ANATOMY OF AN OFFENSE
· “Bad Act”
· Physical or external part of the crime
· Conduct (sometimes you don’t need result: drunk driving; speeding)
· Conduct + Result
· “Guilty Mind”
· Mental State (ex. w/ intent to …)
· Circumstances that exist independent of what actor does.
· Ex. age, at night, drunk…
Voluntary & Involuntary Acts
Why require a voluntary act?
Utilitarians – Deterrence: a person who acts involuntarily cannot be deterred. Therefore it is useless to punish the involuntary actor.
Retributivists – blame and punishment presuppose free will: a person does not deserve to be punished unless he chooses to put his bad thoughts into action.
Why not punish thoughts (like minority report)?
Utilitarian justification for the requirement of conduct:
– If the government punished thoughts they would be violating mental privacy and it would not be a pleasant society to live in
– Utilitarians seek deter through punishment and thoughts are not deterrable.
Retributive reasoning for the requirement of conduct:
– Retributive theory only justifies punishment of those who freely choose to harm others. The retributivist requirement that it is morally wrong to punish people for their un-acted upon intentions.
– You should be punished based on the harm that you caused. If you have DONE nothing, there is nothing to be punished for.
Actus Reus Includes 3 Elements of a Crime: voluntary act (or omission) that (2) causes (3) social harm
VOLUNTARY ACTà a willed muscular contraction or bodily movement; controlled by actor’s mind..
State v. Utter (124)—VOLUNTARY ACT
D stabbed his son to death after drinking all day but had no recollection of his act. D argued his act was an autonomic response. Held: when the state of unconsciousness is voluntarily induced through the use of drugs or alcohol, the state of consciousness is not a complete defense.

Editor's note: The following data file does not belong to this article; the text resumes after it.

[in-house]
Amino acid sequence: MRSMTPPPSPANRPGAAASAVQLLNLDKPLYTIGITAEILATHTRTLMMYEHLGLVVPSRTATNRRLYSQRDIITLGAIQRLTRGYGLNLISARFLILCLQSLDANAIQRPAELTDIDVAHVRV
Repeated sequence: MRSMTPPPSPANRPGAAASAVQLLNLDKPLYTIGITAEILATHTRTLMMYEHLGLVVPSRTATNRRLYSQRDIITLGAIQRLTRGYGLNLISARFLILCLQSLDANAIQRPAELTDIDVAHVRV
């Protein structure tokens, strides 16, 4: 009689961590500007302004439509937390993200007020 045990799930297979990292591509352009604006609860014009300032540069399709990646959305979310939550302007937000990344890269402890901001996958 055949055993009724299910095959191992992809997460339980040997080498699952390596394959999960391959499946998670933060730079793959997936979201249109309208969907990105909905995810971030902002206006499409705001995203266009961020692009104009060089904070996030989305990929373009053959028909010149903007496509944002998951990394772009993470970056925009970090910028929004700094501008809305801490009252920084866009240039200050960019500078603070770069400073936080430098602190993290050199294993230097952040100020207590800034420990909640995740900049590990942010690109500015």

INVOLUNTARY ACTS: Reflex actions, Seizures, Convulsions, Acts occuring while person is unconscious/asleep, Hypnotic State.
AUTOMATISM: existence in any person of behavior of which he is unaware & over which he has no conscious control.(defense to a crime in some states).
POSESSION: voluntary act if person VOLUNTARILY takes control of the object or OMITS his duty to dispossess himself of the article
Martin v. State (122) – NO VOLUNTARY ACT
D, after being arrested while intoxicated at his home, was taken by officers to a highway where he illegally used loud and profane language and was convicted of being drunk on a public highway. Held: D was carried to the public place involuntarily,so NOT GUILTY. Criminal liability must be based on conduct which includes a voluntary act or omission.
W/in narrow timeframeà placed onto highway involuntarily.
W/in broad timeframeà May suggest that D became drunk voluntarily and thus was guilty.
à Act not involuntary just b/c actor does not remember performing it.
à Act not involuntary just b/c someone coerced the actor to do it.
People v. Decina (128n6)—VOLUNTARY ACT; EPILEPTIC DRIVER
D was a epileptic who killed 4 children when the car he was driving went out of control during a seizure. HELD: D guilty b/c he knew that he was susceptible to seizures but failed to take proper precautions.
W/in narrow timeframeà seizure was involuntary, BUT
W/in broad timeframe à getting into car, driving à voluntary acts
ACT: MPC § 1.13(2): a bodily movement: voluntary or involuntary.
VOLUNTARY ACT: MPC § 2.01(1): person is not guilty of an offense unless his liability is based on conduct which includes a voluntary act [or the omission to perform an act of which he is physically capable and has a legal duty].
INVOLUNTARY ACTS: MPC § 2.01 (2):
(a) reflex or convulsion
(b) bodily movement during unconsciousness or sleep
(c) conduct during hypnosis/resulting from hypnotic suggestion
(d) bodily movement that otherwise is not a product of the effort of determination of the actor, either conscious or habitual